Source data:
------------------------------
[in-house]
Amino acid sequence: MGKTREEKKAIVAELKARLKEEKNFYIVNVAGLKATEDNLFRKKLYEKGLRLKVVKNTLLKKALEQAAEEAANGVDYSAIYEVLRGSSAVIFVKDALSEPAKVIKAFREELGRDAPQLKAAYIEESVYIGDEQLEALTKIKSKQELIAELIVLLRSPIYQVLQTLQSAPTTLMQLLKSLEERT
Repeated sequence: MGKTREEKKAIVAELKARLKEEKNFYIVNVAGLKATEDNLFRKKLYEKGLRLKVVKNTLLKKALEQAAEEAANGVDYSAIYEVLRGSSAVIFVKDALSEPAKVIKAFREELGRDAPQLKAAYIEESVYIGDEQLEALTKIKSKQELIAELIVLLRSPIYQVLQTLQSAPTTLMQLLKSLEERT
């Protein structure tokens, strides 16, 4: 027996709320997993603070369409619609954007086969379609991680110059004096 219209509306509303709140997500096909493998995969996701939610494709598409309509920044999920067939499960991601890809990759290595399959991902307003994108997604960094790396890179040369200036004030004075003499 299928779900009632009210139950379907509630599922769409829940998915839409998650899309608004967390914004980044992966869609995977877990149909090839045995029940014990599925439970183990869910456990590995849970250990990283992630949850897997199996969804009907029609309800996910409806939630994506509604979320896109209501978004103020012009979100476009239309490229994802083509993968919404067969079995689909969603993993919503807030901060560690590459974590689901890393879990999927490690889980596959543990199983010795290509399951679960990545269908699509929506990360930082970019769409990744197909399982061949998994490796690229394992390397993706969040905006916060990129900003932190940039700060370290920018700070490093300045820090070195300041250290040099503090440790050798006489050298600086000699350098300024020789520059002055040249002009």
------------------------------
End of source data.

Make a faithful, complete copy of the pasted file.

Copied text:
[in-house]
Amino acid sequence: MGKTREEKKAIVAELKARLKEEKNFYIVNVAGLKATEDNLFRKKLYEKGLRLKVVKNTLLKKALEQAAEEAANGVDYSAIYEVLRGSSAVIFVKDALSEPAKVIKAFREELGRDAPQLKAAYIEESVYIGDEQLEALTKIKSKQELIAELIVLLRSPIYQVLQTLQSAPTTLMQLLKSLEERT
Repeated sequence: MGKTREEKKAIVAELKARLKEEKNFYIVNVAGLKATEDNLFRKKLYEKGLRLKVVKNTLLKKALEQAAEEAANGVDYSAIYEVLRGSSAVIFVKDALSEPAKVIKAFREELGRDAPQLKAAYIEESVYIGDEQLEALTKIKSKQELIAELIVLLRSPIYQVLQTLQSAPTTLMQLLKSLEERT
């Protein structure tokens, strides 16, 4: 027996709320997993603070369409619609954007086969379609991680110059004096 219209509306509303709140997500096909493998995969996701939610494709598409309509920044999920067939499960991601890809990759290595399959991902307003994108997604960094790396890179040369200036004030004075003499 299928779900009632009210139950379907509630599922769409829940998915839409998650899309608004967390914004980044992966869609995977877990149909090839045995029940014990599925439970183990869910456990590995849970250990990283992630949850897997199996969804009907029609309800996910409806939630994506509604979320896109209501978004103020012009979100476009239309490229994802083509993968919404067969079995689909969603993993919503807030901060560690590459974590689901890393879990999927490690889980596959543990199983010795290509399951679960990545269908699509929506990360930082970019769409990744197909399982061949998994490796690229394992390397993706969040905006916060990129900003932190940039700060370290920018700070490093300045820090070195300041250290040099503090440790050798006489050298600086000699350098300024020789520059002055040249002009």